There are two compelling, unforgettable realities about cancer. The first is that no one is immune to it, and the second is that we must be aware of its symptoms to detect it early.
Little more than a year ago, the Coronell family lived those two situations firsthand. Their 16-year-old daughter was diagnosed with leukemia, news that no parent would like to receive.
While cancer treatment has complications and difficult side effects, this young woman surprised many with her attitude toward the disease.
With a beautiful smile, Raquel, who is currently attending the 11th grade at Ransom Everglades, put aside for a moment her activities and commitments to sit and tell us what she faced during her struggle with cancer.
To assimilate what was happening and to face the reactions of some people who still think that the disease is a punishment or as simple as a flu, she had to learn what cancer was all about. “People have to understand that they are not immune, and that they should be alert. Cancer does not discriminate; it does not matter if one is good, religious, or healthy; it can happen to any person at any time.” She even told us that at the time of her diagnosis, she enjoyed excellent health because she had always been active swimming and playing tennis.
The Colombian teen, who has been living in this country for just five years and loves Venezuelan arepas, surprised not only her family but also the hospital staff with her positive attitude under the circumstances. Her stance was a life lesson to her parents, who had been devastated by the news.
“She was the one who encouraged us, repeated to us that we were going to move forward and that everything was going to be fine.” The nurses saw her smiling always despite the treatment and its side effects,” explained Raquel’s mother, Maria Cristina Coronell.
The second reality that this family faced was that the illness was diagnosed in time. At the time of detection, the oncologist said that probably she had had the illness for no more than ten days. Today, studies show that there is a good prognosis when the cancer is diagnosed in its initial stage.
One morning Raquel, whose favorite pastime is playing guitar, felt that her lymph nodes in her neck and armpits were swollen. She also had a spot in the skin near her nose, which she attributed to the exposure to the sun during rigorous tennis training. Later she learned that was one of the symptoms of cancer.
There was no fever or headache; therefore, her mother did not take her to the pediatrician immediately. Her mother said, “I remember that day I called my father in Colombia. He is a medical doctor and when I told him what was happening to Raquel, he did not like the symptoms, He insisted that we should not wait, not even a minute to take her to the doctor.” If it had not been for his insistence, I would have probably waited to see if she had any other symptoms.”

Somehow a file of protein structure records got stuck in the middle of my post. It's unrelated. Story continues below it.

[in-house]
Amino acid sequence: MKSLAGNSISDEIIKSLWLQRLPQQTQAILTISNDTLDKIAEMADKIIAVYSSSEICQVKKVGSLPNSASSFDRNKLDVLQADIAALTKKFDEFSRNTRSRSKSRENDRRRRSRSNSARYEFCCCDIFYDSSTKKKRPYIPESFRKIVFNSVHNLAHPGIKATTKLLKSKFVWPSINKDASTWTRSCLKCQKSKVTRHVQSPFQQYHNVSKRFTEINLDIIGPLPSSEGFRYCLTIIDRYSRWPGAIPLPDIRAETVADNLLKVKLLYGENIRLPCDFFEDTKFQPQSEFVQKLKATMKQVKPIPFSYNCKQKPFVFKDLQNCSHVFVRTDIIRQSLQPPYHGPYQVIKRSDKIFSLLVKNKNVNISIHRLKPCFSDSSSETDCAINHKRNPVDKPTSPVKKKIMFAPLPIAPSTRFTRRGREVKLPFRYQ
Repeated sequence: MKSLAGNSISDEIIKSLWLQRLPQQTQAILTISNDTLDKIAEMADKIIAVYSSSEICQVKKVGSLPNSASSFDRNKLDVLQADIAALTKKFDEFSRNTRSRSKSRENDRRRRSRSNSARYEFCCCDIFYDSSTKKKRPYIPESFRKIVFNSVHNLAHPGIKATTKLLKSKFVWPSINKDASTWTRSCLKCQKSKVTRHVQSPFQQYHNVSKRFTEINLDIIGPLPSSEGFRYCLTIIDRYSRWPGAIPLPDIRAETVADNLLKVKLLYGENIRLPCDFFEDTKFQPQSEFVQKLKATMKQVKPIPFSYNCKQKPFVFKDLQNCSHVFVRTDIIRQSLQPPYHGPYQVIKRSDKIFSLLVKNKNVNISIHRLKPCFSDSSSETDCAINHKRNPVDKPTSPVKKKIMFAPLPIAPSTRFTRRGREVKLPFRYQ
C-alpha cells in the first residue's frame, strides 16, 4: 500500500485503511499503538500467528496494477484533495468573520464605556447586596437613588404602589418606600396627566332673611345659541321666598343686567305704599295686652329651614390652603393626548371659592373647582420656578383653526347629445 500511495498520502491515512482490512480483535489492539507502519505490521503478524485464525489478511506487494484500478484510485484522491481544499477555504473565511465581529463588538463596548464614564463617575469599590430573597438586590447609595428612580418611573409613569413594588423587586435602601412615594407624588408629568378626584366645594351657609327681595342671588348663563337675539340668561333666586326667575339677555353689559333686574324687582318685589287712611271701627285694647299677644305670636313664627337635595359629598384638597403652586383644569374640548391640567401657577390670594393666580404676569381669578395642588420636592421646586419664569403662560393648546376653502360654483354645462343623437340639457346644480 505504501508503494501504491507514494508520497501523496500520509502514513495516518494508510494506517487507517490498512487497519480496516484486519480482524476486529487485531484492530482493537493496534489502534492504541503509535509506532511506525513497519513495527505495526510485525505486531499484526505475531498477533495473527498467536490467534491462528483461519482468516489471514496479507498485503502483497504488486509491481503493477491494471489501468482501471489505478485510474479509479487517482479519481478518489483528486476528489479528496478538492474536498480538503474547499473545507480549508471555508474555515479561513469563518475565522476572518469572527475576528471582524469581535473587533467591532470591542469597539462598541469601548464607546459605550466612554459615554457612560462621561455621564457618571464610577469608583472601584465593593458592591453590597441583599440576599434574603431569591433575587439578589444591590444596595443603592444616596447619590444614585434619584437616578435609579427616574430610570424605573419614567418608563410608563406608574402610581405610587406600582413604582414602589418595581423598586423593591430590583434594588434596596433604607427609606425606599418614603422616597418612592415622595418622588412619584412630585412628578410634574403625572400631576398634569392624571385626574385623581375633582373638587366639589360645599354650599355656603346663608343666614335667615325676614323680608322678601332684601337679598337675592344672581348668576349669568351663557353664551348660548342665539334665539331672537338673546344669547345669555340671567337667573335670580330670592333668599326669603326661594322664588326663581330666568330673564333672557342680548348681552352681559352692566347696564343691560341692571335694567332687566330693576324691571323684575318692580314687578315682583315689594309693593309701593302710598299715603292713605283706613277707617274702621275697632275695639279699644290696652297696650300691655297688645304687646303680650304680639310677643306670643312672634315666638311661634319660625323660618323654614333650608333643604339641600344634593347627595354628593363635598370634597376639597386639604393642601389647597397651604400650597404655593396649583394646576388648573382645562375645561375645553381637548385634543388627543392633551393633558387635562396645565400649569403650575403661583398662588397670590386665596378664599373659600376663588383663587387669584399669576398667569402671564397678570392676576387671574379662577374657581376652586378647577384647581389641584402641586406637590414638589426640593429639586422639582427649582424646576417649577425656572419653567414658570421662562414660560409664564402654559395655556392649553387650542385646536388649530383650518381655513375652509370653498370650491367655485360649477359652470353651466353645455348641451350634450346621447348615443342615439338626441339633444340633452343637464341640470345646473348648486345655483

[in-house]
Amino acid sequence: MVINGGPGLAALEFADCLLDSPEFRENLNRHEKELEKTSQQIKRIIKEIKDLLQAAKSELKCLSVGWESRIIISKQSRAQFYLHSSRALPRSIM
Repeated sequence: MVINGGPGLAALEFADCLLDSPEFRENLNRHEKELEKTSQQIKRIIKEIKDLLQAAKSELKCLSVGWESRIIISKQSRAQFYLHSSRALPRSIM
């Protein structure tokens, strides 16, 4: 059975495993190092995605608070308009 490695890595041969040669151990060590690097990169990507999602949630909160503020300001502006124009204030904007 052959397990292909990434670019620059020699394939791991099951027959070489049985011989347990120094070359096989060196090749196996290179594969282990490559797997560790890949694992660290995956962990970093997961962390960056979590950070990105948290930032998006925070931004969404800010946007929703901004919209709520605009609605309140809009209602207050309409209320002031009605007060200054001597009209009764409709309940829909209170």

It is common for parents to be unaware and confused about the symptoms of cancer and mistake them, in the majority of cases, for other childhood ailments.
According to the National Cancer Institute, cancer remains the leading cause of death among children, although childhood cancer mortality rates have dropped almost 70 percent over the past four decades.
Today Raquel, whose main gifts are compassion and concern for others, has resumed her studies after spending an intense year exclusively dedicated to the treatment. She told us “for me school is important, but my priority is to make sure I stay healthy and my treatment goes well.”
During this 2016-2017 school year, she is going to alternate her treatment with her studies, and she is also going to prepare to take university exams because her dream is to become a doctor like her grandfather.
Be aware of the symptoms that your children may be experiencing. Do not wait too long. Some symptoms can maybe be mistaken for other diseases.
• Feeling cold
• Dizziness or lightheadedness
• Difficulty to breathe
• Pale skin
• Tendency to bruise easily
• Frequent or severe nasal bleeding
• Bleeding gums
• Bone or joint pain
• Swelling of the abdomen
• Loss of appetite or weight
• Swollen lymph nodes (in the neck, armpits, over the collarbone or in the groin area)
• Swelling in the face and arms
• Headaches, convulsions and vomiting. Source: American Cancer Society